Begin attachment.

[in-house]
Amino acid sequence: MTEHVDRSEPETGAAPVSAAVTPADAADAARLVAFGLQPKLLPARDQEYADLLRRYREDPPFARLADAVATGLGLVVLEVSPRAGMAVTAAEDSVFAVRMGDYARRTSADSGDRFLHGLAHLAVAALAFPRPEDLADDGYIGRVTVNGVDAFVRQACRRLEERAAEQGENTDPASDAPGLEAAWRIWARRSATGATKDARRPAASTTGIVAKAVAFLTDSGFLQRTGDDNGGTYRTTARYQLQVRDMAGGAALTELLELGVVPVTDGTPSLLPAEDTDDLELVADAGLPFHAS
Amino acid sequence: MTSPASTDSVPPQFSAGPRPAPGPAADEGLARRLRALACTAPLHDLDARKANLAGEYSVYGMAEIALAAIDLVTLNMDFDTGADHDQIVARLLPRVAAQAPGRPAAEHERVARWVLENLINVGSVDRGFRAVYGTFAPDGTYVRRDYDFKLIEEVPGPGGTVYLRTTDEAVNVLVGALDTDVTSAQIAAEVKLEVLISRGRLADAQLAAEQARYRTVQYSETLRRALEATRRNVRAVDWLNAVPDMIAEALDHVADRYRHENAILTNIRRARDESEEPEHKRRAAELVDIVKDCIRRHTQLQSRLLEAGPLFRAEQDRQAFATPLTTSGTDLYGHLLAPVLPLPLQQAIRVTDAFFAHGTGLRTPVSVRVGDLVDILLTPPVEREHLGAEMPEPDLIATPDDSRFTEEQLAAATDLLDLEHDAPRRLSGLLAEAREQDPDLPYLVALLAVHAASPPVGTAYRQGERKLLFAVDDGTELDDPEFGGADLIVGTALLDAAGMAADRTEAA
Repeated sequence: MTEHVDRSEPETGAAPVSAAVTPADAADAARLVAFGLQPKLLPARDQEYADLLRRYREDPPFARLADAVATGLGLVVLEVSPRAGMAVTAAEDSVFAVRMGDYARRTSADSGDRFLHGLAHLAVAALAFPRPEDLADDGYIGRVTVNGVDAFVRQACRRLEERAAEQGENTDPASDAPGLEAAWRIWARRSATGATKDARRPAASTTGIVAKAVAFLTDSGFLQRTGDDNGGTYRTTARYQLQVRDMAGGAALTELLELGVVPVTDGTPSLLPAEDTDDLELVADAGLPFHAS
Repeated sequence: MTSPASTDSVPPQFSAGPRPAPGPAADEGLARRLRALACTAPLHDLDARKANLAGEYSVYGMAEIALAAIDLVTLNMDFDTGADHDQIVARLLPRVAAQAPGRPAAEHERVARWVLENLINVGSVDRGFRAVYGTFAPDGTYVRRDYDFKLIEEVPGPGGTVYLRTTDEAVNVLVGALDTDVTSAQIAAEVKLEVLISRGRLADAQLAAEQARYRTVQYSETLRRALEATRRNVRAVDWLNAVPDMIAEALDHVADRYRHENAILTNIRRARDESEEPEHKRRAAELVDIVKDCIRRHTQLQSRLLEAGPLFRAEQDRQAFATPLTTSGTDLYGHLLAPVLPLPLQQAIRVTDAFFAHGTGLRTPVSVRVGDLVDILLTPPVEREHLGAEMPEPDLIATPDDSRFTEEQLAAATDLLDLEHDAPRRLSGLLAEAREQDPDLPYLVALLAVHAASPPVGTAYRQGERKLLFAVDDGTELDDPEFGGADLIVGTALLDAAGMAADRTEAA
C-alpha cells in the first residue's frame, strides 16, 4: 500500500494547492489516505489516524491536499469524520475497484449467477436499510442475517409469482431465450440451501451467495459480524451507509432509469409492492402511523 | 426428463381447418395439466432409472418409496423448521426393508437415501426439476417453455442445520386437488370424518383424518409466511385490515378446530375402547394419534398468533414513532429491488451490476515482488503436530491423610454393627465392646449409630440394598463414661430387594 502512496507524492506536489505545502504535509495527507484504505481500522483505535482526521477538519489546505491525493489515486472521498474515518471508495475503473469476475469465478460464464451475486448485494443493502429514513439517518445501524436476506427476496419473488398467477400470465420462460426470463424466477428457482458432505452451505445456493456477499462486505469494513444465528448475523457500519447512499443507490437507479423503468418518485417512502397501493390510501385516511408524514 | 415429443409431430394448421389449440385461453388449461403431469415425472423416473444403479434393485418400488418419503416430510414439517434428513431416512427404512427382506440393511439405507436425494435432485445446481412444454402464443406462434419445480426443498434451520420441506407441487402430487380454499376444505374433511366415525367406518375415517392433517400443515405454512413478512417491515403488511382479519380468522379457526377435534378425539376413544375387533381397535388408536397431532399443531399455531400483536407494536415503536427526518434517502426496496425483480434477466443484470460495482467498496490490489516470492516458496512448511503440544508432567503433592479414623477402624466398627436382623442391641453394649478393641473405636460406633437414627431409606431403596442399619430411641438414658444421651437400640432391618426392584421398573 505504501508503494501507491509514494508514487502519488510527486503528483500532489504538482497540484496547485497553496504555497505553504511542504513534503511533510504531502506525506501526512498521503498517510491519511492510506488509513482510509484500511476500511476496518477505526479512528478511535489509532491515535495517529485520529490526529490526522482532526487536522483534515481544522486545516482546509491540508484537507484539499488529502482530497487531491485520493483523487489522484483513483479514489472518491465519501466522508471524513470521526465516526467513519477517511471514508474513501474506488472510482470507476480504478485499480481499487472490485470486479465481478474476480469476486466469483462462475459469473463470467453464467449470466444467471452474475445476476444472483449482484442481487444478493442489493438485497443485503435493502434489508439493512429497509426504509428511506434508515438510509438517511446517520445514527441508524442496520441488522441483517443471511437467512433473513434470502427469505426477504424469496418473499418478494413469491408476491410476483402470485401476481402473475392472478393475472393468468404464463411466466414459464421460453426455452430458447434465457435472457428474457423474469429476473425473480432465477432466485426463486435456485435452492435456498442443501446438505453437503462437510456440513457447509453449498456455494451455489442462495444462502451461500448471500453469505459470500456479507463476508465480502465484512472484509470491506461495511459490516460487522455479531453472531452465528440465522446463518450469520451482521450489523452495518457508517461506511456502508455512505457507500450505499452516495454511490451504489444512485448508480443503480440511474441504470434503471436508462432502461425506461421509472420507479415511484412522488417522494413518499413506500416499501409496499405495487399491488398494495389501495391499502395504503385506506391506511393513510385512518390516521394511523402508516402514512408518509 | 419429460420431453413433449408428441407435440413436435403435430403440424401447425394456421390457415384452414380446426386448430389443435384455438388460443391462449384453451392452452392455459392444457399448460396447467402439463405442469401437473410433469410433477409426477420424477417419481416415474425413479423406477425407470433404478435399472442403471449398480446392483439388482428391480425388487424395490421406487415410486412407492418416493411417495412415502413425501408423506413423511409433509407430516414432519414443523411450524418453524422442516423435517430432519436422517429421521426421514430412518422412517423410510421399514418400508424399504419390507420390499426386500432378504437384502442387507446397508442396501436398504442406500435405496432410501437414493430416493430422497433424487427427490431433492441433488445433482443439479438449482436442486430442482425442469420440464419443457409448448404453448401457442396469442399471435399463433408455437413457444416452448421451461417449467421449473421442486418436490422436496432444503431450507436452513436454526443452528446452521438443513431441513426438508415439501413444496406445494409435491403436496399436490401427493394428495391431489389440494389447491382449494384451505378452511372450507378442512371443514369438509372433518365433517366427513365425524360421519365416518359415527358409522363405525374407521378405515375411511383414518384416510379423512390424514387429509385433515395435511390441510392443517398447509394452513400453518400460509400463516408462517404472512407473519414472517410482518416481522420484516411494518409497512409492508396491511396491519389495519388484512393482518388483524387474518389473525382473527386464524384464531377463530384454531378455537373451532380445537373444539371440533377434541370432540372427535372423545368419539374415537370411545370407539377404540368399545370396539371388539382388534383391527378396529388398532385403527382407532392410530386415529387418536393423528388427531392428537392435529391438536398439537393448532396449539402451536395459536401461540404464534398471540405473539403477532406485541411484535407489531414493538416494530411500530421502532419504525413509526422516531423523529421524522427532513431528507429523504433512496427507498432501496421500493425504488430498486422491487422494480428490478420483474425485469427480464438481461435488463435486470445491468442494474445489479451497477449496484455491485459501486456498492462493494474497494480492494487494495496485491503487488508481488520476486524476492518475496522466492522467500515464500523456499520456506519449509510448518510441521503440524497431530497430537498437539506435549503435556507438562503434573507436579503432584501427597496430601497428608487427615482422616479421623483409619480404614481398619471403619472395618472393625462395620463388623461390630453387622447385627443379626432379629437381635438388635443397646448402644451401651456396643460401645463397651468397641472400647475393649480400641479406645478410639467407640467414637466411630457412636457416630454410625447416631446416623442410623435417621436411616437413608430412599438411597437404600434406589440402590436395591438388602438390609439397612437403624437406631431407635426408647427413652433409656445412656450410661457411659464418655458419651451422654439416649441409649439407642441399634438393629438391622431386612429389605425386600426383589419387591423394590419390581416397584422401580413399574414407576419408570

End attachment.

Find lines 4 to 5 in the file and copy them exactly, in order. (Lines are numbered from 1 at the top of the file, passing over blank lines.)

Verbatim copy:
Repeated sequence: MTEHVDRSEPETGAAPVSAAVTPADAADAARLVAFGLQPKLLPARDQEYADLLRRYREDPPFARLADAVATGLGLVVLEVSPRAGMAVTAAEDSVFAVRMGDYARRTSADSGDRFLHGLAHLAVAALAFPRPEDLADDGYIGRVTVNGVDAFVRQACRRLEERAAEQGENTDPASDAPGLEAAWRIWARRSATGATKDARRPAASTTGIVAKAVAFLTDSGFLQRTGDDNGGTYRTTARYQLQVRDMAGGAALTELLELGVVPVTDGTPSLLPAEDTDDLELVADAGLPFHAS
Repeated sequence: MTSPASTDSVPPQFSAGPRPAPGPAADEGLARRLRALACTAPLHDLDARKANLAGEYSVYGMAEIALAAIDLVTLNMDFDTGADHDQIVARLLPRVAAQAPGRPAAEHERVARWVLENLINVGSVDRGFRAVYGTFAPDGTYVRRDYDFKLIEEVPGPGGTVYLRTTDEAVNVLVGALDTDVTSAQIAAEVKLEVLISRGRLADAQLAAEQARYRTVQYSETLRRALEATRRNVRAVDWLNAVPDMIAEALDHVADRYRHENAILTNIRRARDESEEPEHKRRAAELVDIVKDCIRRHTQLQSRLLEAGPLFRAEQDRQAFATPLTTSGTDLYGHLLAPVLPLPLQQAIRVTDAFFAHGTGLRTPVSVRVGDLVDILLTPPVEREHLGAEMPEPDLIATPDDSRFTEEQLAAATDLLDLEHDAPRRLSGLLAEAREQDPDLPYLVALLAVHAASPPVGTAYRQGERKLLFAVDDGTELDDPEFGGADLIVGTALLDAAGMAADRTEAA